Q My wife and I have been legal permanent residents of the United States since 2006. We are both senior citizens.
We went to India on May 21, 2008 for medical treatment. We could not file reentry permit before leaving the United States. We could not also return to the States within six months of our departure. A letter was written by me before our departure from India to USCIS, Texas Service Centre explaining that since my wife was still under medical treatment we could not return within six months. We both returned to the United States on May 10, 2009.
When can we apply for U.S. citizenship? Is our citizenship application affected by our stay outside the United States for more than six months? If so how, and what can we do?
A Among all the requirements for naturalization, the most complex is often the residency requirement. As a general rule, an applicant must show that he/she has been a permanent resident of the United States for at least five years and must also meet certain requirements for the amount of time actually spent in the United States.
One of them is that during the five years immediately preceding the filing of the application, the person must have “resided” in the United States i.e. 6 months of each year should have been physically spent in the United States.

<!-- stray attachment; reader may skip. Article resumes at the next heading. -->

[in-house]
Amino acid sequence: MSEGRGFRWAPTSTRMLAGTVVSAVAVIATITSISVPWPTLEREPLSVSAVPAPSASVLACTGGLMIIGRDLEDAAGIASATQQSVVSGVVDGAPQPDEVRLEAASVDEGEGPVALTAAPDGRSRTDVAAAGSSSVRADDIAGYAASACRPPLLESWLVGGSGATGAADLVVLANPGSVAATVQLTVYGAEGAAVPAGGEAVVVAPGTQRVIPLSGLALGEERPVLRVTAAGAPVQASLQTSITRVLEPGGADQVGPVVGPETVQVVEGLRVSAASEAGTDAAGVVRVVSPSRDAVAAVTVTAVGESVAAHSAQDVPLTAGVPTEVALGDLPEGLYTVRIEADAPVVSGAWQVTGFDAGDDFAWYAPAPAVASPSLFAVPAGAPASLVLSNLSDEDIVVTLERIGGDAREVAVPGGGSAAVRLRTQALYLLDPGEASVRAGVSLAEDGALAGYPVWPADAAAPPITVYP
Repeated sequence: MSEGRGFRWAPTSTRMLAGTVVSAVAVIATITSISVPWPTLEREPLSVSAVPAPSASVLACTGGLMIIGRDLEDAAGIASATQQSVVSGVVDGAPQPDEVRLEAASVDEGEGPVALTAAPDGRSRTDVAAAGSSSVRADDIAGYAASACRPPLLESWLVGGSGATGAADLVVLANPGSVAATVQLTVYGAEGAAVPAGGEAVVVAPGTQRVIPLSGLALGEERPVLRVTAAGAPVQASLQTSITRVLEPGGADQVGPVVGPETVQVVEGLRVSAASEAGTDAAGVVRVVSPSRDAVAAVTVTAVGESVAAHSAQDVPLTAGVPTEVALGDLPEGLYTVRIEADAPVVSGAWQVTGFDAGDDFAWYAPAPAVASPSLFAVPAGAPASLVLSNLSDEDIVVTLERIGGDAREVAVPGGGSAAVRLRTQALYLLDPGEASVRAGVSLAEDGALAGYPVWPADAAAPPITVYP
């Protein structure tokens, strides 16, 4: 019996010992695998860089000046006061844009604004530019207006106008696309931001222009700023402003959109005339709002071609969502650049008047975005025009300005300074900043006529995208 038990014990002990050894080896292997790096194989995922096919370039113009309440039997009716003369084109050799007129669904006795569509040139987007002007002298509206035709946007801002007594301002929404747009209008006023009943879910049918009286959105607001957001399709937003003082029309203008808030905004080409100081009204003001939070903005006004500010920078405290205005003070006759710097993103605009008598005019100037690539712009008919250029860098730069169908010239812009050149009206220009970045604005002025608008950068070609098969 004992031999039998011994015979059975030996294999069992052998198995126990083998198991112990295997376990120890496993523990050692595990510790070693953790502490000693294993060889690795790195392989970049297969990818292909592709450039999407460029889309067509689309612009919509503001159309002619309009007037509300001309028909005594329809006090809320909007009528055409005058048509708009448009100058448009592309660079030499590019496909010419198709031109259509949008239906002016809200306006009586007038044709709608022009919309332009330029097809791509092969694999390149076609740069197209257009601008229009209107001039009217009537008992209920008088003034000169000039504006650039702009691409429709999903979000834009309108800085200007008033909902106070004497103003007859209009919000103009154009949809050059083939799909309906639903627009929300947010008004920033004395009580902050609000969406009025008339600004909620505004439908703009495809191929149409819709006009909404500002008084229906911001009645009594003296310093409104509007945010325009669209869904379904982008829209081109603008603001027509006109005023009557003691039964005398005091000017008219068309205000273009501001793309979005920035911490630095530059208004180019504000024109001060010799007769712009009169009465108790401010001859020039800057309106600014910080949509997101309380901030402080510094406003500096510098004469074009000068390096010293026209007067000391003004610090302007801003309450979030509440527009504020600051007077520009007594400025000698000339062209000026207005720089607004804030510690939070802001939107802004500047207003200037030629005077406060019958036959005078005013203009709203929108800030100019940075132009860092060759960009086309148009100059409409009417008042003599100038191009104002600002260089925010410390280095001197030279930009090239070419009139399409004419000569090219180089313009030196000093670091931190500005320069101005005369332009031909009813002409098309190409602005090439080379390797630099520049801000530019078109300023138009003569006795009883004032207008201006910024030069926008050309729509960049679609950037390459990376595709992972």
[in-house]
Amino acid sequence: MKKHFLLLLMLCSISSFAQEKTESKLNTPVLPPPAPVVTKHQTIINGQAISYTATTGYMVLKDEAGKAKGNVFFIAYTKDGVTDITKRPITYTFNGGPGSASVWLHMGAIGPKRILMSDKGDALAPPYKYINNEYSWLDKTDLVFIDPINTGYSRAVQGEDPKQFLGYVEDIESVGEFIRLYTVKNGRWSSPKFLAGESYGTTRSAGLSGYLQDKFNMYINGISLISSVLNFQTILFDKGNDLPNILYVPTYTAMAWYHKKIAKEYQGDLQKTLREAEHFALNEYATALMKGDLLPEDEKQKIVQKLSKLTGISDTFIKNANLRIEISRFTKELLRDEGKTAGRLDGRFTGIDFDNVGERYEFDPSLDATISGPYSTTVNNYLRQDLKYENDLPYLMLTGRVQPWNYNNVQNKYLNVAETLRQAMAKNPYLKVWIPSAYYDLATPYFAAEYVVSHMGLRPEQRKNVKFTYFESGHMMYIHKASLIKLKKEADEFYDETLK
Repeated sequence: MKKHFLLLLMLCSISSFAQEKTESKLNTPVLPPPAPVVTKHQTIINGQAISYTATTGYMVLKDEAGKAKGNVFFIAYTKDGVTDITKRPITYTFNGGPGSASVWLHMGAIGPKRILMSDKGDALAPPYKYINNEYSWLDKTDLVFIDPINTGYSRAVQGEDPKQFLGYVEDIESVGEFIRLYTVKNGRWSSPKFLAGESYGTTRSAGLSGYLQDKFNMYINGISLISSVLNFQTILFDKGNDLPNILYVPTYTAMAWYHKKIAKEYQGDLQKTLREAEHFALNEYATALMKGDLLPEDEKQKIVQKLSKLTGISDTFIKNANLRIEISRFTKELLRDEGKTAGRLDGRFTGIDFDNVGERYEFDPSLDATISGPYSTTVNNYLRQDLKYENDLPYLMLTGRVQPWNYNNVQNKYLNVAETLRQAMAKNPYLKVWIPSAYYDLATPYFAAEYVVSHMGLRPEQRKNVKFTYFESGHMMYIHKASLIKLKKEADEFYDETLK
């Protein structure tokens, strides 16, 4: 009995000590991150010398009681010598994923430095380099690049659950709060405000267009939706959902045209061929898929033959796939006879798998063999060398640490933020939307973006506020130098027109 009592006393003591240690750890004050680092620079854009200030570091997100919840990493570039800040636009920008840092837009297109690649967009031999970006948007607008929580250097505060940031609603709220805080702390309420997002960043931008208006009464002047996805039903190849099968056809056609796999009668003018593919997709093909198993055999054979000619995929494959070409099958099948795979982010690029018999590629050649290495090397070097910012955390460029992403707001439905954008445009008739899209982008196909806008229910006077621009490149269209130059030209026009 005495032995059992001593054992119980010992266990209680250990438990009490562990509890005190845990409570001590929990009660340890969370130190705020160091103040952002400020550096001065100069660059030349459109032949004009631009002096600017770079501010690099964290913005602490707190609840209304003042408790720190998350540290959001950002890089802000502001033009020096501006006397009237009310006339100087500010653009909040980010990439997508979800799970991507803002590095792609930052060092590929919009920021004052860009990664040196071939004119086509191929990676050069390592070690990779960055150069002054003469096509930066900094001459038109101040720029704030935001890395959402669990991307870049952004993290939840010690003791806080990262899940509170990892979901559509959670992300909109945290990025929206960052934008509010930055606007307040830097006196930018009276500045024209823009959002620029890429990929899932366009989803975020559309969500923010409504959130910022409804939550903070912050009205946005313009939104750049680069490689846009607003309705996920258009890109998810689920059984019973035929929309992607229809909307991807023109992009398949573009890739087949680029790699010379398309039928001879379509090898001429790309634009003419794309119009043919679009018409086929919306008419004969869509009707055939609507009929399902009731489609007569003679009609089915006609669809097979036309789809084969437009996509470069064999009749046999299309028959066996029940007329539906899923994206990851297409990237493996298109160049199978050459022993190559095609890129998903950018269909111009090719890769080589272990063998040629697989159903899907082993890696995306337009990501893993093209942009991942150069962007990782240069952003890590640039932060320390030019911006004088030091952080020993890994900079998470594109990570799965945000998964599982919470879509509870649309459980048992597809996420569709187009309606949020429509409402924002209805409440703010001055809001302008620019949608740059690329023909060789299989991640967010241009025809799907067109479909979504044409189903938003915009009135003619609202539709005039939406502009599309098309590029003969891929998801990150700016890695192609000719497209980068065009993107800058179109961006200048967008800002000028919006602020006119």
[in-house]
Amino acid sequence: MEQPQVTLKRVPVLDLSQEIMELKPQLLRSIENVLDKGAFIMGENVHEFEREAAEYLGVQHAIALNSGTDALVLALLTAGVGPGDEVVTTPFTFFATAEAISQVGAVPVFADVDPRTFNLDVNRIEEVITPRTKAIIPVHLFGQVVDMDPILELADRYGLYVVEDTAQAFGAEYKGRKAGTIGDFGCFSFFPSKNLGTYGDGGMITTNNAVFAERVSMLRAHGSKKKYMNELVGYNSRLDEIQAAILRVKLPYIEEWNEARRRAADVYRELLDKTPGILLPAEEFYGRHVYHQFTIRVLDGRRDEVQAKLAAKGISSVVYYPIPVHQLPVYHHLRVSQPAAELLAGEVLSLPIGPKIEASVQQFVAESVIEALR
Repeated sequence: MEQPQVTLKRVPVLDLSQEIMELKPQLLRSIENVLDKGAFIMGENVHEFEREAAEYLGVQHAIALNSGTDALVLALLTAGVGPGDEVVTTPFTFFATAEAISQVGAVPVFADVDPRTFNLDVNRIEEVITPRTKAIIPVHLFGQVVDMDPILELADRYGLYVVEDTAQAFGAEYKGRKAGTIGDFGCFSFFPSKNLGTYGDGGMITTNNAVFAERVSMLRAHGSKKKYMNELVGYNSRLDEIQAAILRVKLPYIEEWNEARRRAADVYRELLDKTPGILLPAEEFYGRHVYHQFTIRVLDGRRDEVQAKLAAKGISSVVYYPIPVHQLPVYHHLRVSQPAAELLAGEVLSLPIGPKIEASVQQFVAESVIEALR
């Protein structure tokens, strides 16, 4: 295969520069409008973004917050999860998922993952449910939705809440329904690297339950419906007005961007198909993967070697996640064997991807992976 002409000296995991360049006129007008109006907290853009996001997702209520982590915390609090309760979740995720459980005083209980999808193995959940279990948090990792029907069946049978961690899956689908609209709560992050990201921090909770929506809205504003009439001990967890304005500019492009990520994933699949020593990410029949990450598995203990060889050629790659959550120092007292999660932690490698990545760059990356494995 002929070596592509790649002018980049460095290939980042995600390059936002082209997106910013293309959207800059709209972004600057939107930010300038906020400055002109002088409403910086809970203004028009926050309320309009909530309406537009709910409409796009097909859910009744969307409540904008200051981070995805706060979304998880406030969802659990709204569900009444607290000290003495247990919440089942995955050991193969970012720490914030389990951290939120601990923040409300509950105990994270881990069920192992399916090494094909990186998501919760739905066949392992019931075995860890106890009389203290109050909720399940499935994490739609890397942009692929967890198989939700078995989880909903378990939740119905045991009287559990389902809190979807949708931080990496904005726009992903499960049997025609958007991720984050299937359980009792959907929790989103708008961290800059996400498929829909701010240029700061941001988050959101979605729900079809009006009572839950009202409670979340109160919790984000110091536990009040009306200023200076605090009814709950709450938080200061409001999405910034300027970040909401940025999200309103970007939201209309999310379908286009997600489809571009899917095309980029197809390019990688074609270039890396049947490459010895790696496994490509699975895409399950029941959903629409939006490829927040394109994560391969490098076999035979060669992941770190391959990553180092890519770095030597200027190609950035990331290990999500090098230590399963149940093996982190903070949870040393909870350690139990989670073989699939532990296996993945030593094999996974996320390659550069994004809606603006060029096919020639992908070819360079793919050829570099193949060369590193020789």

It appears that you were absent from the country for almost 11 months and 3 weeks. This absence must be dealt with carefully. The USCIS will presume that because this period exceeded 6 months, your continuous residence was broken. You can overcome this presumption by showing that your intent was to come back before the 6-month mark (if you had booked your tickets with a return date before you accumulated 6 months), but were unable to do so because of circumstances beyond your control.
You can also include other evidence that you did not abandon your U.S. residence by providing information about your continuing employment here (if this applies to you), family ties in the United States, maintaining a home, including making mortgage/rent payments, car payments, etc.
If you are unable to establish that you continued to maintain your residence in the United States, your application can be denied. If you believe that you will have problems in overcoming the presumption that you abandoned your residence, then you should apply for your naturalization after 4 years and 1 day, that is, on or after 5/11/2013.
Immigration and business attorney Indu Liladhar-Hathi has an office in San Jose. (408) 453-5335.